Ovo is reportedly preparing a bid for stricken rival Bulb, an acquisition that would cement the Bristol-based company’s position as a new giant astride the British energy market.
Like many energy suppliers, Bulb is struggling to stay afloat as wholesale gas and electricity prices surge. It’s been working with longtime bankers Lazard to secure its future, seeking either investment or merger or acquisition by a competitor.
Market-watchers suggest an acquisition is more likely. While Bulb has seen stratospheric growth in the last few years, vaulting to 1.7 million customers, it’s still making losses: £59 million in the year ending in March 2020.
Last week fellow green challenger Octopus was rumoured to be considering a bid for the floundering company. But it’s Ovo—a supplier that itself bounded to 4.5 million customers nearly overnight—that is more likely to table an offer
Ovo was founded by former City trader Stephen Fitzpatrick (pictured) in 2009 with the aim of taking on the Big Six, the incumbent suppliers that then dominated the market. After amassing 1.5 million customers of its own, OVO bit off SSE’s retail supply business in early 2020—a £500 million deal that made it the second-largest energy supplier in Britain, behind just British Gas.
In financial highlights published Monday, Ovo was bullish about its future, despite the energy crisis. “We are now well advanced in building a technology-led, low-cost platform serving one in seven households in the UK,” Fitzpatrick said.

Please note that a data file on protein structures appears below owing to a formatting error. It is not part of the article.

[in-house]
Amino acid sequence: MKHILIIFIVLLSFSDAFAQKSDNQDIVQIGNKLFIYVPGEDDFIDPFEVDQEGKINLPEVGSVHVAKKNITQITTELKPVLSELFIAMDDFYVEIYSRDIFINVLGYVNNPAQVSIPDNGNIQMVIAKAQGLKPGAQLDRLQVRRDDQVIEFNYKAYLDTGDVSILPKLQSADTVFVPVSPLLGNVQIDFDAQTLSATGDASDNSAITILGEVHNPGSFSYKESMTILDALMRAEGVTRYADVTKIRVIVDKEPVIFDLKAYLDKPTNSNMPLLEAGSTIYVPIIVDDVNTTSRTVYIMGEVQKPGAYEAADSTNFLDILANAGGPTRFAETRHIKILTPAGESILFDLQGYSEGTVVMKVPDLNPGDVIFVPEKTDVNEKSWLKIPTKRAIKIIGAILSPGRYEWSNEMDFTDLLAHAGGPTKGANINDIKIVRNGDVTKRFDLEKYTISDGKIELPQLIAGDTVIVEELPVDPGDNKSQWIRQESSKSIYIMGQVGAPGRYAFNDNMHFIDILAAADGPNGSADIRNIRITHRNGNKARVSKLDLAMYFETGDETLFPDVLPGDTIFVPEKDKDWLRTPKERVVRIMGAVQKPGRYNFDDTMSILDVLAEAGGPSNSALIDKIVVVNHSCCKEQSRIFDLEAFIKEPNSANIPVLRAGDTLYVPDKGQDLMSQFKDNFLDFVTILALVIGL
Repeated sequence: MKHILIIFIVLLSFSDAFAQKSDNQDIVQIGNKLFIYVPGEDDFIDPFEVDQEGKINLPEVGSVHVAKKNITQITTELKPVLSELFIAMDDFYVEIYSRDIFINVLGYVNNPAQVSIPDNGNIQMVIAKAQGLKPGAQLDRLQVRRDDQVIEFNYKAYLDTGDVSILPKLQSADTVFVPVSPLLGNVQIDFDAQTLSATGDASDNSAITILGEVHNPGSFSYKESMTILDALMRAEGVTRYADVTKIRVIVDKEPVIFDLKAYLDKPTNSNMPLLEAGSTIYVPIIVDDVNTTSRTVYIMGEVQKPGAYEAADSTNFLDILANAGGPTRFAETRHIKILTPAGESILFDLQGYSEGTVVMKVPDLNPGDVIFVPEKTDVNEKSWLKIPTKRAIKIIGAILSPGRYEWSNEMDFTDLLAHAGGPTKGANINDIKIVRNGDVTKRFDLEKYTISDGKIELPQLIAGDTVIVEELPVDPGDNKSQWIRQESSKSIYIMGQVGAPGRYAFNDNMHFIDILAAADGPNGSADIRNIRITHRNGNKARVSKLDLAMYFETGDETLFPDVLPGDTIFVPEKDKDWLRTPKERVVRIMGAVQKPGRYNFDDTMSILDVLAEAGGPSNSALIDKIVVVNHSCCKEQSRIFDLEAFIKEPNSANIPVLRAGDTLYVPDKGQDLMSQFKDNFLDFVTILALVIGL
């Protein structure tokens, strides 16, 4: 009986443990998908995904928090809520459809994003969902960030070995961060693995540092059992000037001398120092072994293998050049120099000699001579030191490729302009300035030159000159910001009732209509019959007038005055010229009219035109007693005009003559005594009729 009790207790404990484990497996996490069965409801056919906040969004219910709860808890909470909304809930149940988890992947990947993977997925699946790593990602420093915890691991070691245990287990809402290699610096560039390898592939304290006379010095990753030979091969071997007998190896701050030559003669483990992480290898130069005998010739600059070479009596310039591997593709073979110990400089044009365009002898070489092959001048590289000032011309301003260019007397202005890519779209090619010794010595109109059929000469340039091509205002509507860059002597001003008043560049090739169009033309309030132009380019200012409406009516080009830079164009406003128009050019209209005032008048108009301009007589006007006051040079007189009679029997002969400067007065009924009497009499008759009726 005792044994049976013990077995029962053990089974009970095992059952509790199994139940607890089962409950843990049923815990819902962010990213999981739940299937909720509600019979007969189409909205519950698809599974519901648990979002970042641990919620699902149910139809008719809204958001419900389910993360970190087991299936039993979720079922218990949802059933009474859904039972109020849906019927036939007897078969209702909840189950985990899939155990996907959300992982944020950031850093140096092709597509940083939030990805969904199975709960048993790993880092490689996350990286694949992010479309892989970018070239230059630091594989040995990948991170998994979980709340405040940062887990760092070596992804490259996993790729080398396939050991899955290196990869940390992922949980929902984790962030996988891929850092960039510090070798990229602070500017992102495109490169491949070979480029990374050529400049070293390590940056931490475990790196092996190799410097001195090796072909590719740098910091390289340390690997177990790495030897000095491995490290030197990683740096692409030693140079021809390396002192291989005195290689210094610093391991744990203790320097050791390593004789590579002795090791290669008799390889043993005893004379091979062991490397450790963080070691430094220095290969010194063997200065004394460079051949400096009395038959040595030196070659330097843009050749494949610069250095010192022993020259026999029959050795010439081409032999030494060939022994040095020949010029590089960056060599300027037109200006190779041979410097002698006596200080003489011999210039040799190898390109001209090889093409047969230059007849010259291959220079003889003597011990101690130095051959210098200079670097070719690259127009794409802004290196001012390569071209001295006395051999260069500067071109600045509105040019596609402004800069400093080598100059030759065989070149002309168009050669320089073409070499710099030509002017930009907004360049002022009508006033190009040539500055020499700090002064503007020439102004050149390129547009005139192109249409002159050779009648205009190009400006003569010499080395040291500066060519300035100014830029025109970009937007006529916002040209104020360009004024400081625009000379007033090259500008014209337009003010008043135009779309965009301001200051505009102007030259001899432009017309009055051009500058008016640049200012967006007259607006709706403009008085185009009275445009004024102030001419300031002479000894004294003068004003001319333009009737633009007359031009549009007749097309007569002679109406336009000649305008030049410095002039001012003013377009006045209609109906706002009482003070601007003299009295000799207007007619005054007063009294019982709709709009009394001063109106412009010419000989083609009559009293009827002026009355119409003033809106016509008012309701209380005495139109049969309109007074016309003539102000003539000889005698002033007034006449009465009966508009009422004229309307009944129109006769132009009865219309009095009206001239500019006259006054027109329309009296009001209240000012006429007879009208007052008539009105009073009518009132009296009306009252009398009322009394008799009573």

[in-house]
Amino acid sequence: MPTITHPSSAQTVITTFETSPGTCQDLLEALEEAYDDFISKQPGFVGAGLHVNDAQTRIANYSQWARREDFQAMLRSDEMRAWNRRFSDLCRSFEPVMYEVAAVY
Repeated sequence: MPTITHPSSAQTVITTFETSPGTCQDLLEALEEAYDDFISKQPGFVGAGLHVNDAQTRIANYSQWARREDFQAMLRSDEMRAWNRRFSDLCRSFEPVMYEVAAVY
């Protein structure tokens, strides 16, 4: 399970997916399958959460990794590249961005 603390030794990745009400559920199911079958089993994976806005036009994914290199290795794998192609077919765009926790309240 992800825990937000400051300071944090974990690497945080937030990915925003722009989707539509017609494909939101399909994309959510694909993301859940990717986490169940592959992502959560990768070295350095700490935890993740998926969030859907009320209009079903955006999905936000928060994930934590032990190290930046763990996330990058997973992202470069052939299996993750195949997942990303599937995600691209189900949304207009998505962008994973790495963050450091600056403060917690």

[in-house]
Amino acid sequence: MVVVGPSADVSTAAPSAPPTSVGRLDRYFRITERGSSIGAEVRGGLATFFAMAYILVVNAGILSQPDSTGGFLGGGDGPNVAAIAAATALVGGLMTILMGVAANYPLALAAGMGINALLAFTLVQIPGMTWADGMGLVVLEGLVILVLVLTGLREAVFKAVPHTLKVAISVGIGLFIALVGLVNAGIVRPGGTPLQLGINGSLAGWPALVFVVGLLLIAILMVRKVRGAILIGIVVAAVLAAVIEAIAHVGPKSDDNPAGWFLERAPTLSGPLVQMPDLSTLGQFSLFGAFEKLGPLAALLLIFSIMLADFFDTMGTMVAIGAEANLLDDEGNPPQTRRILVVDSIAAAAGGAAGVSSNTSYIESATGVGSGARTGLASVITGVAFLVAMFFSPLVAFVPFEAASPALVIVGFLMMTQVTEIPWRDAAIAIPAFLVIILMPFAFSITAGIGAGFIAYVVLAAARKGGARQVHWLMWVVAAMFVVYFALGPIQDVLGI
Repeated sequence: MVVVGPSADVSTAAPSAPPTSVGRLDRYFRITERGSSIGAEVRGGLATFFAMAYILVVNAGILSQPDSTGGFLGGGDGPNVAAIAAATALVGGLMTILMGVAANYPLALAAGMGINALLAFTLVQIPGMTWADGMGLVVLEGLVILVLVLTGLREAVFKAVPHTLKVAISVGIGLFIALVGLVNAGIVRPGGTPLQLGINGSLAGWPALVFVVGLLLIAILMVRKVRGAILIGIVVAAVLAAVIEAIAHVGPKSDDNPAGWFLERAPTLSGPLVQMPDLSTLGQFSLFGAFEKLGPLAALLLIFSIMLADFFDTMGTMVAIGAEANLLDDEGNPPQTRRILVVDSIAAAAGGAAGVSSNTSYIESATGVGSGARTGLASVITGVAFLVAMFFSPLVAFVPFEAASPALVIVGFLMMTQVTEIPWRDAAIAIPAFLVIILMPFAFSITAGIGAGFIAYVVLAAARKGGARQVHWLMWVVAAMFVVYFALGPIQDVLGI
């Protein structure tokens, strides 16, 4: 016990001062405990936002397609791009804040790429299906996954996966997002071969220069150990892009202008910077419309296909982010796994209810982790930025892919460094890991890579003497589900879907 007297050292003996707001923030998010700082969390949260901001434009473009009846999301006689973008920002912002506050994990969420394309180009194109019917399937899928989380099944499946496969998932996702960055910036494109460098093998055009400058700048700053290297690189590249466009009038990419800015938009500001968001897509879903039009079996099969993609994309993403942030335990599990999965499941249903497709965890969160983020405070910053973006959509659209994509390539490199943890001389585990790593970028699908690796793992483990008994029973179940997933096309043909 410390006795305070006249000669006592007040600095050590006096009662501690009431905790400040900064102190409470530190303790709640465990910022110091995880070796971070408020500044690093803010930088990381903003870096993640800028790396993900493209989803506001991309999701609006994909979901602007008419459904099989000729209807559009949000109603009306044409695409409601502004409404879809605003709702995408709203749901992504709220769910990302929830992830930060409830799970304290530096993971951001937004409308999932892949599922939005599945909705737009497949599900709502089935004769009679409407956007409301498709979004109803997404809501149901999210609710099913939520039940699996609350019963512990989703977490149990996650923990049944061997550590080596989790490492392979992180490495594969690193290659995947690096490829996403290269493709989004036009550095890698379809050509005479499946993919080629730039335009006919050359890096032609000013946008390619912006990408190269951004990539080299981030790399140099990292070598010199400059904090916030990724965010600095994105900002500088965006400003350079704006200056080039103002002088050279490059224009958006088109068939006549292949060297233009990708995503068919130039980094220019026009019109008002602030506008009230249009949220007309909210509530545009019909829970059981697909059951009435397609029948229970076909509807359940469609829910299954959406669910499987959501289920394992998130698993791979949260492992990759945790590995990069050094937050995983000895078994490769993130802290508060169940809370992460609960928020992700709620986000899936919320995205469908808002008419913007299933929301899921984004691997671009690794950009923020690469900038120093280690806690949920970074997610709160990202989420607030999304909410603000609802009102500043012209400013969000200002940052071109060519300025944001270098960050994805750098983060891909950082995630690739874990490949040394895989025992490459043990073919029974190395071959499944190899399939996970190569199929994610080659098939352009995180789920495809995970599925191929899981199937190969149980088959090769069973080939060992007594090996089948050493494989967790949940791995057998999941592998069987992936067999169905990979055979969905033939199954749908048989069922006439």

The firm’s revenues soared to £4.5 billion last year, up from £1.4 billion in 2019. It’s still making a loss—£145 million in 2020—and last spring shed 2,600 jobs, but is flush with cash following investment by Mitsubishi and a successful £300 million share sale.
Ovo’s interest in Bulb was first reported in The Sunday Telegraph, with sources saying Ovo was “circling” its wounded rival. Ovo declined to comment on the reports.
Meanwhile, Octopus is unlikely to table a formal offer for Bulb, people close to the discussions said. The company recently acquired 580,000 customers by serving as supplier of last resort for the collapsed Avro Energy. It also drew $600 million in investment from Al Gore’s sustainable investment fund on the strength of its renewable generation business.
Bulb refused to confirm it was up for sale, saying only that “from time to time” it will “explore various opportunities to fund our business plans.”
“Like everyone in the industry, we’re monitoring wholesale prices and their impact on our business,” a spokesperson added.